But obviously, this leads to fractures and faults, so water starts to flow within the quarry (the pit).
The water then has to be pumped out as they can’t work beneath… and the water begins to get contaminated. And since they are pumping it out, the level of the ground water diminishes. The level of the water sources also tends to drop. This means that some wells and springs will dry up. In the study, they state that there are faults and fractures but that it doesn’t matter. Which of course is madness! It is not true.

Why is it important that this is mentioned in the EIA?

Wells are usually bored into the sand, and the water contained in that sand is known as aquifer – the water is found between sand grains. However, in La Puya, most of it is solid rock. In the solid rock, the water moves into the fractures and faults. The water is connected from one place to another via those faults and fractures. This means that if they start building a pit or a tunnel in one place, then all of the water would be extracted, but that water is connected to areas where other people have wells and as a result, those people are left without water. In the study, I spoke of the quantity of water that they need to use. So by having use all of that water, they are completing with all the locals for it.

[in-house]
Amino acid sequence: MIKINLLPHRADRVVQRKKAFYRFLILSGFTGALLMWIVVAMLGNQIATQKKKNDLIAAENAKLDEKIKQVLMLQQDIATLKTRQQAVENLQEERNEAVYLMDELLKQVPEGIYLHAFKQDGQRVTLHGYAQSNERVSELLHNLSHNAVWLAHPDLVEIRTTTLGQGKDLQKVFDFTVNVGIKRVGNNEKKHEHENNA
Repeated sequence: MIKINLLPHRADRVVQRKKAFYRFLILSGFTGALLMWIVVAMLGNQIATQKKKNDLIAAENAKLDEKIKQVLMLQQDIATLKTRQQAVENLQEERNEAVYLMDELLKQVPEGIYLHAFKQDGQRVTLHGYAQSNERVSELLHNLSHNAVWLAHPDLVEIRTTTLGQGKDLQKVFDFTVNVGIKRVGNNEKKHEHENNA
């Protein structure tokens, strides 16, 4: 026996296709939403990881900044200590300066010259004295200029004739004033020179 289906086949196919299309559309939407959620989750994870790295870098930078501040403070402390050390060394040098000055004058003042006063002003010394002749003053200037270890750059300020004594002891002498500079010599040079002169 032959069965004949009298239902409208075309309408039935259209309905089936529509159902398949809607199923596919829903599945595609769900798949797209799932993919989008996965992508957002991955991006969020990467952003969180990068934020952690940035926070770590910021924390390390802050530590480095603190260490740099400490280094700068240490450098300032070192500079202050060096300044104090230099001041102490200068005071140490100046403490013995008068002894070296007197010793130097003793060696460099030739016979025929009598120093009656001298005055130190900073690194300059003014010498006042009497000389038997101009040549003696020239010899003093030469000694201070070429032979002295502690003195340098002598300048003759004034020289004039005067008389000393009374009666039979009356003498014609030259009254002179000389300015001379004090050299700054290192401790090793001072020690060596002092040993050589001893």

[According to the EIA, 154.8 cubic meters will be extracted per day to run the plant and 4.8 for human consumption. Total per day = 159,600 litres/per month = 4,788, 000 litres per year = 57,456,000 litres/per 5 years = 287,280,000 litres (shelf life of the mine calculated in 5 years)/per 25 years = 1,436,400,000 litres (years of licence duration)]